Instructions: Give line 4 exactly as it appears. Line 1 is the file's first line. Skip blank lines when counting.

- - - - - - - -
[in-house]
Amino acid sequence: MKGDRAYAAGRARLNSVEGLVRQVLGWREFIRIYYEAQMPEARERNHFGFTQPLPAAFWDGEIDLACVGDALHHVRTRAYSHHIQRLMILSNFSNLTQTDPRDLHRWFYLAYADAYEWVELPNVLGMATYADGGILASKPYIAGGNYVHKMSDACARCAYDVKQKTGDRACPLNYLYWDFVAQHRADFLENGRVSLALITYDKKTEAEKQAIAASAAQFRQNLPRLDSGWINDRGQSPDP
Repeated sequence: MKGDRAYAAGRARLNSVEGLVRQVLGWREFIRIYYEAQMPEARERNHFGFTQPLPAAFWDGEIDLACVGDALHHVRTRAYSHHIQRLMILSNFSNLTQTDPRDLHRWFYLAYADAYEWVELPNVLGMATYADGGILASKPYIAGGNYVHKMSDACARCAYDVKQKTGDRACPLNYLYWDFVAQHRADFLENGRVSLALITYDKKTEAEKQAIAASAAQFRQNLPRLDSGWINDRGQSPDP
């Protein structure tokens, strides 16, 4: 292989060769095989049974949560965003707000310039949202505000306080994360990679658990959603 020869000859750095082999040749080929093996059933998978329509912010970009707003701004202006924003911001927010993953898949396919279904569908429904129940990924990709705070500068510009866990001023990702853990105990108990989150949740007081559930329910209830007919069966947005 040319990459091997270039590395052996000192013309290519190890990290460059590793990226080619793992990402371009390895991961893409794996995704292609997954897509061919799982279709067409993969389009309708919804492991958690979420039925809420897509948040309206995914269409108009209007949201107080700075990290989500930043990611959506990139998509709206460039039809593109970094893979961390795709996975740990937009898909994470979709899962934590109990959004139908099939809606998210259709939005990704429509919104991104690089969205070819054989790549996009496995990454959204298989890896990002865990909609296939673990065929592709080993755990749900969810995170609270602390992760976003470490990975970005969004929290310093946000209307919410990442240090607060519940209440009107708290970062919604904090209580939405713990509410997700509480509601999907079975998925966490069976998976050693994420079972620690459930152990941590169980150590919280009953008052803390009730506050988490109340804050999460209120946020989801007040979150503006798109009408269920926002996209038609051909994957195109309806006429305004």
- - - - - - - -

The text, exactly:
């Protein structure tokens, strides 16, 4: 292989060769095989049974949560965003707000310039949202505000306080994360990679658990959603 020869000859750095082999040749080929093996059933998978329509912010970009707003701004202006924003911001927010993953898949396919279904569908429904129940990924990709705070500068510009866990001023990702853990105990108990989150949740007081559930329910209830007919069966947005 040319990459091997270039590395052996000192013309290519190890990290460059590793990226080619793992990402371009390895991961893409794996995704292609997954897509061919799982279709067409993969389009309708919804492991958690979420039925809420897509948040309206995914269409108009209007949201107080700075990290989500930043990611959506990139998509709206460039039809593109970094893979961390795709996975740990937009898909994470979709899962934590109990959004139908099939809606998210259709939005990704429509919104991104690089969205070819054989790549996009496995990454959204298989890896990002865990909609296939673990065929592709080993755990749900969810995170609270602390992760976003470490990975970005969004929290310093946000209307919410990442240090607060519940209440009107708290970062919604904090209580939405713990509410997700509480509601999907079975998925966490069976998976050693994420079972620690459930152990941590169980150590919280009953008052803390009730506050988490109340804050999460209120946020989801007040979150503006798109009408269920926002996209038609051909994957195109309806006429305004």